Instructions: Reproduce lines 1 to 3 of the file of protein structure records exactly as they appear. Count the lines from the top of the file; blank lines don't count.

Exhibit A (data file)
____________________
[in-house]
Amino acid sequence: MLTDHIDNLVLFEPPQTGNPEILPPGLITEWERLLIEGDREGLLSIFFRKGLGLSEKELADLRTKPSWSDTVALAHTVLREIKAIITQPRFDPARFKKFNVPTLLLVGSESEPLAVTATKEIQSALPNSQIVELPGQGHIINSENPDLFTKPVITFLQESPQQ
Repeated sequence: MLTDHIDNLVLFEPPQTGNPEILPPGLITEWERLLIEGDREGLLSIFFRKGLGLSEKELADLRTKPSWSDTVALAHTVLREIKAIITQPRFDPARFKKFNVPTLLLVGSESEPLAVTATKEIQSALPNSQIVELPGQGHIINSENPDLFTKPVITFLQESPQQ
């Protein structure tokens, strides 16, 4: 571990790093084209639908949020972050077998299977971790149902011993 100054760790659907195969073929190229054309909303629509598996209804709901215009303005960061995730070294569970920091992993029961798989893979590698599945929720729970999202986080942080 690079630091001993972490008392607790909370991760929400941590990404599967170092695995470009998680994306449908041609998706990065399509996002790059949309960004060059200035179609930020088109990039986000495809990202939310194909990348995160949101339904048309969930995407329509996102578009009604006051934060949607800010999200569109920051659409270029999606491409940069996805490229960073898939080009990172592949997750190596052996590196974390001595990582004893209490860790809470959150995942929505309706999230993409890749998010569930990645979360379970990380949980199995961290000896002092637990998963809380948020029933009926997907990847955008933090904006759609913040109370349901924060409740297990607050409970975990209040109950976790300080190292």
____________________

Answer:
[in-house]
Amino acid sequence: MLTDHIDNLVLFEPPQTGNPEILPPGLITEWERLLIEGDREGLLSIFFRKGLGLSEKELADLRTKPSWSDTVALAHTVLREIKAIITQPRFDPARFKKFNVPTLLLVGSESEPLAVTATKEIQSALPNSQIVELPGQGHIINSENPDLFTKPVITFLQESPQQ
Repeated sequence: MLTDHIDNLVLFEPPQTGNPEILPPGLITEWERLLIEGDREGLLSIFFRKGLGLSEKELADLRTKPSWSDTVALAHTVLREIKAIITQPRFDPARFKKFNVPTLLLVGSESEPLAVTATKEIQSALPNSQIVELPGQGHIINSENPDLFTKPVITFLQESPQQ